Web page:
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How Has the 2005 Law Affected Bankruptcies?

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According to Congressional hearings, the goal of the 2005 changes in the federal bankruptcy law was to reduce the number of fraudulent filings and to make it more difficult for individuals to file for Chapter 7 bankruptcy. The concern that was fueled in part by the credit card lobby was that people were using bankruptcies as a financial planning tool instead of a last resort to resolve a difficult financial situation. Credit card companies were increasingly getting stuck with maxed out cards from customers who then filed for bankruptcy and were protected from paying what they owed.

A number of changes were introduced into the new law to create a more uniform approach to bankruptcy that still would help honest debtors seeking a fresh start, but would at least make things more difficult for debtors who simply chose not to take charge of their finances.

1.Repeat filings discouraged. Under the new law, someone filing for Chapter 7 bankruptcy could not file again for at least 8 years. A Chapter 13 filer had to wait 4 years to file for Chapter 7 and at least 2 years to file again for a Chapter 13 plan.
2.More financial information needed. Before the 2005 law, debtors could fairly easily disclosure their true income as they filed again and again for bankruptcy. The new law required income proof for the past six months and at least two years of federal tax returns.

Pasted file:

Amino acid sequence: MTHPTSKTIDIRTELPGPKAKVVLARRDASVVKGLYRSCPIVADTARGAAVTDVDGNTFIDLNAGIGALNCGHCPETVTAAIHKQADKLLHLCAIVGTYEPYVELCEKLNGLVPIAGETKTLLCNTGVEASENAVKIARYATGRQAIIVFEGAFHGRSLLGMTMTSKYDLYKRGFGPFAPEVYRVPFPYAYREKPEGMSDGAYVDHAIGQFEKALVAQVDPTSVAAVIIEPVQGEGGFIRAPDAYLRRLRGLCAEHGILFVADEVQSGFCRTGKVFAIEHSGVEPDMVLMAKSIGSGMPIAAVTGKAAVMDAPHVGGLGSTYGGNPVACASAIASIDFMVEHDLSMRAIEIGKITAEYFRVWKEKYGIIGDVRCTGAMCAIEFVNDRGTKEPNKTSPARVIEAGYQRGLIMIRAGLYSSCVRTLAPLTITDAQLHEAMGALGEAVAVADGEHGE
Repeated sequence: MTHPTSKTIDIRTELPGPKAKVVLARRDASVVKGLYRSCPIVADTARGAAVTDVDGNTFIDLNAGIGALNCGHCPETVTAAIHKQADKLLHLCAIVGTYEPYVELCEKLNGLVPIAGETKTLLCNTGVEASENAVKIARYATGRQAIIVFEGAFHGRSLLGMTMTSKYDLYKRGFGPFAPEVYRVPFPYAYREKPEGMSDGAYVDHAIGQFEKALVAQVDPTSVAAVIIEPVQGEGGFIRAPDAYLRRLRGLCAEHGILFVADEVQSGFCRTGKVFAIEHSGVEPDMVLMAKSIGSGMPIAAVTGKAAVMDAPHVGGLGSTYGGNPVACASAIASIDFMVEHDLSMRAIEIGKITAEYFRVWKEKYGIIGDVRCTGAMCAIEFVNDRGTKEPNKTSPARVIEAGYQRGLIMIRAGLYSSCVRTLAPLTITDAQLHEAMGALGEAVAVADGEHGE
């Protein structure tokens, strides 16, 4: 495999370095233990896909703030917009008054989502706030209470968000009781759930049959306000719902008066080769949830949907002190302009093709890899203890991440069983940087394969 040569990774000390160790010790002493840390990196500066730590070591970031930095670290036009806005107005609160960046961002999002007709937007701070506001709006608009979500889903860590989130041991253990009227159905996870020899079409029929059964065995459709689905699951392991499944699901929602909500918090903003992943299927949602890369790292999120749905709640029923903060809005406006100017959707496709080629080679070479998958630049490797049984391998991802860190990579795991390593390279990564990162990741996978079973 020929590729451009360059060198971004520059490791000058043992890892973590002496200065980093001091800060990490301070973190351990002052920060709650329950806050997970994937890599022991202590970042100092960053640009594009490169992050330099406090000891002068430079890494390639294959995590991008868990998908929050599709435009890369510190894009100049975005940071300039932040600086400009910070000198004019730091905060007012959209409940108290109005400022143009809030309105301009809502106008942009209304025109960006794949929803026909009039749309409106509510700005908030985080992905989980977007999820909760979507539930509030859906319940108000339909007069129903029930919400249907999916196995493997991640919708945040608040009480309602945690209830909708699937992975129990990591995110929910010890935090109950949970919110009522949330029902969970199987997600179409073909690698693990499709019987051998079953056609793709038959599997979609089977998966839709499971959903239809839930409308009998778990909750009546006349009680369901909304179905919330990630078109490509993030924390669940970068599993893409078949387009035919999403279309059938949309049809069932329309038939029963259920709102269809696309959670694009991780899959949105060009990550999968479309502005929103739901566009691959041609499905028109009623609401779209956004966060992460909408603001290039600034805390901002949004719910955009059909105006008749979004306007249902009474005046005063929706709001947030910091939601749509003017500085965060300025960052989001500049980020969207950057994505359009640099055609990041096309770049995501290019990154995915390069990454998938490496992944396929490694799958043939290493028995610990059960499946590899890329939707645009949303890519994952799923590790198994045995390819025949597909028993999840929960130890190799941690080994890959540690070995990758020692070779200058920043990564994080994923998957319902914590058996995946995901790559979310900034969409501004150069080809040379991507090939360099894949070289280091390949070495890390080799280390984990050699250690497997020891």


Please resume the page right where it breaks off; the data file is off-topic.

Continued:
3.Income restrictions put in place for Chapter 7. Instead of allowing debtors to choose their bankruptcy chapter, new rules for bankruptcies required debtors to qualify for the popular Chapter 7 filing or be relegated to Chapter 13 status. Debtors whose income was below the median in their state were allowed to file under Chapter 7. High-income debtors would have to complete a complicated means test to show they had very little disposable income available to be allowed to file under Chapter 7.
4.Counseling was required. Both credit counseling before bankruptcy and a financial management course before the end of the bankruptcy cases were added in the new law as requirements for an individual bankruptcy discharge.
Initially, the number of bankruptcy filings plummeted. In 2006, fewer than 900,000 cases were filed, down from the inflated 2005 figure of nearly 2 million cases. However, over the years since the 2005 law, the numbers have steadily increased. More than midway through 2009, the filings were on a pace for 1.4 million bankruptcies, roughly the same amount as the year before the law was changed.

The law had the same effect on Chapter 7 bankruptcies, which were favored in about 70 percent of the cases in 2005. While that figure dropped just under 60 percent for a time, the 2009 numbers show that about 70 percent of individual filers are again choosing Chapter 7 bankruptcy.

While some experts have maintained the numbers of bankruptcies indicate the law has not fulfilled its goals and more changes in the bankruptcy arena are in order, others have maintained that the economic decline that surfaced in 2008 has had a more significant impact on bankruptcies than the 2005 changes in the law.

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